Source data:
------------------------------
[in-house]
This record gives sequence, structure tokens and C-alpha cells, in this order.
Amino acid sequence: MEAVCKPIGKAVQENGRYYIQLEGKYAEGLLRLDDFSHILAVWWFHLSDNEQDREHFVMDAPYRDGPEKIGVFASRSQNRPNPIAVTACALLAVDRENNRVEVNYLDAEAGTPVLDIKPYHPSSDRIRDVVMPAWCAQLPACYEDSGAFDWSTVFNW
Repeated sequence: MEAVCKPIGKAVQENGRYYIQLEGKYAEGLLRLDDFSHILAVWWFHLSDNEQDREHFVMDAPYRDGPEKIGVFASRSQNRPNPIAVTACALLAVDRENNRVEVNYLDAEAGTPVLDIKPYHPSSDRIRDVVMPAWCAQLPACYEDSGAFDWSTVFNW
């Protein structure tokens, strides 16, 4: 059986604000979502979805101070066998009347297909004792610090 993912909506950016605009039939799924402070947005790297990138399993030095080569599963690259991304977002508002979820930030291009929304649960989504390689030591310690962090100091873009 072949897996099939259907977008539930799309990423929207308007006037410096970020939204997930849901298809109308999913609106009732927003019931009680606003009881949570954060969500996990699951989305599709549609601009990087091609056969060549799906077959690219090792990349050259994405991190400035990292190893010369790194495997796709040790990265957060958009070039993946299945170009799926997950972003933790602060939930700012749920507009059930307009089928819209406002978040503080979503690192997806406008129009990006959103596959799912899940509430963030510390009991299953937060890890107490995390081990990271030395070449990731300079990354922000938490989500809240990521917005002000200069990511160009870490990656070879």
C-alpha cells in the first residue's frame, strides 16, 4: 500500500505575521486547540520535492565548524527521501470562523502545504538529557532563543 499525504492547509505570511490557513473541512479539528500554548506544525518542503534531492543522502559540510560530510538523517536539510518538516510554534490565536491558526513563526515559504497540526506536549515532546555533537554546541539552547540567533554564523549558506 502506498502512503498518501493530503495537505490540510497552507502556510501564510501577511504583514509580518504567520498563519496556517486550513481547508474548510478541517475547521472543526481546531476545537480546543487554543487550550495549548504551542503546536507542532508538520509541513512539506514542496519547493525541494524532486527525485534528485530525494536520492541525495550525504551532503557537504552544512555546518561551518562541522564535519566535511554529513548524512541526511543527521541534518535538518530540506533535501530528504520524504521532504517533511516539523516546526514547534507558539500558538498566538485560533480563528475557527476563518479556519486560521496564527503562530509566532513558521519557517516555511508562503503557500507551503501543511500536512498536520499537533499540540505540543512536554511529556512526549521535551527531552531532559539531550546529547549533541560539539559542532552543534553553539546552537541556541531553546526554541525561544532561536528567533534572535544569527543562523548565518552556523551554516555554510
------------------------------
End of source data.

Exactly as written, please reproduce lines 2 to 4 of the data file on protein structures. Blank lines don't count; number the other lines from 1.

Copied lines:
This record gives sequence, structure tokens and C-alpha cells, in this order.
Amino acid sequence: MEAVCKPIGKAVQENGRYYIQLEGKYAEGLLRLDDFSHILAVWWFHLSDNEQDREHFVMDAPYRDGPEKIGVFASRSQNRPNPIAVTACALLAVDRENNRVEVNYLDAEAGTPVLDIKPYHPSSDRIRDVVMPAWCAQLPACYEDSGAFDWSTVFNW
Repeated sequence: MEAVCKPIGKAVQENGRYYIQLEGKYAEGLLRLDDFSHILAVWWFHLSDNEQDREHFVMDAPYRDGPEKIGVFASRSQNRPNPIAVTACALLAVDRENNRVEVNYLDAEAGTPVLDIKPYHPSSDRIRDVVMPAWCAQLPACYEDSGAFDWSTVFNW